An man and three businesses from Indonesia have been charged with violating sanctions against Iran https://t.co/sutbmTvdQ2— Bloomberg (@business) December 18, 2019
Military: Gholamreza Soleimani, the Basij paramilitary’s chief, said the organization will expand its presence in “every neighborhood” after widescale protests against fuel price hikes in November. Soleimani also announced plans to include more women in the group and to establish a “Basij University.”
Nuclear/Diplomacy: Foreign Minister Mohammad Javad Zarif rejected the U.S. threat to invoke the dispute mechanism of the 2015 nuclear deal, which could trigger new sanctions against Tehran. Zarif accused the United States of walking away from its commitments of the Joint Comprehensive Plan of Action when President Trump left the deal in 2018.
Taking unprecedented step of punishing those who seek to COMPLY with UN Security Council isn't enough for this @statedept.— Javad Zarif (@JZarif)
Now it claims that US can use snapback bec it's a JCPOA participant.
NEWS FLASH:@realdonaldtrump explicitly long ago "ceased US participation." Shameless. pic.twitter.com/l1JKMtPTNs
Economics: The Majles Research Center, an influential parliamentary think tank, published a critical assessment of Iran’s 2020 budget. The report said that the government’s projected revenue was “unrealistic” and had been prepared “without implementing any structural reforms.” The think tank suggested that parliament amend the current bill to address the issues. President Rouhani had presented the budget proposal to lawmakers on December 8.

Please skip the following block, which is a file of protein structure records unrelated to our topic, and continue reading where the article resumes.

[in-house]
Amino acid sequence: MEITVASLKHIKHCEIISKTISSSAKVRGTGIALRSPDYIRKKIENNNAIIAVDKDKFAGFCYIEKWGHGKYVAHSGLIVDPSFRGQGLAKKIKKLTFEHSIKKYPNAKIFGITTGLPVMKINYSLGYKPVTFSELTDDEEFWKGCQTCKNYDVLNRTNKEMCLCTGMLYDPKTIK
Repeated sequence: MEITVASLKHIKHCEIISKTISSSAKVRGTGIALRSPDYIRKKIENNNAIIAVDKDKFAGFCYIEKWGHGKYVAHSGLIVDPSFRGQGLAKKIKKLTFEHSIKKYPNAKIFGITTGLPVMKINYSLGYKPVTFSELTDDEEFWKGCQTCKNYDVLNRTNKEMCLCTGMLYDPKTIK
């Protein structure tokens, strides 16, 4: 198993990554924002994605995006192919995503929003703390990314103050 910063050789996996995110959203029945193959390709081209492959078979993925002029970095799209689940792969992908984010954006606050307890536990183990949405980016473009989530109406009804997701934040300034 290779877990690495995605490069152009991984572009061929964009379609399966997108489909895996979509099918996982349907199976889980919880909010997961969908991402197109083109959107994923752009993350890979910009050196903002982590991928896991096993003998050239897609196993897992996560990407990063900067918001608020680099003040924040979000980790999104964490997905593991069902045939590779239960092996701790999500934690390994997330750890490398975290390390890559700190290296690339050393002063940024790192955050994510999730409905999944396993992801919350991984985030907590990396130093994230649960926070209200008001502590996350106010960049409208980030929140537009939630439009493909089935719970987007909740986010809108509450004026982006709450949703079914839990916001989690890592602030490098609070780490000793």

Human Rights/Economics: Secretary of State Mike Pompeo condemned Iran for wide-ranging human rights abuses, including the violent crackdown on protestors in November 2019. “If you seek to recover respect from your people and from the world, if you seek stability and prosperity for a once great nation, you must respect the commitments that you have made. You must respect human rights,” he said. Pompeo also announced new U.S. sanctions against two Iranian judges, Mohammad Moghisseh, and Abolghassem Salavati, who had sentenced political prisoners and human rights activists to lengthy prison terms or to death.
Diplomacy: At an Islamic summit in Malaysia, President Hassan Rouhani urged Muslim nations to unite against U.S. economic “hegemony.” He proposed an Islamic financial payment system and the creation of a Muslim cryptocurrency. “The Muslim world should be designing measures to save themselves from the domination of the United States dollar and the American financial regime,” Rouhani said.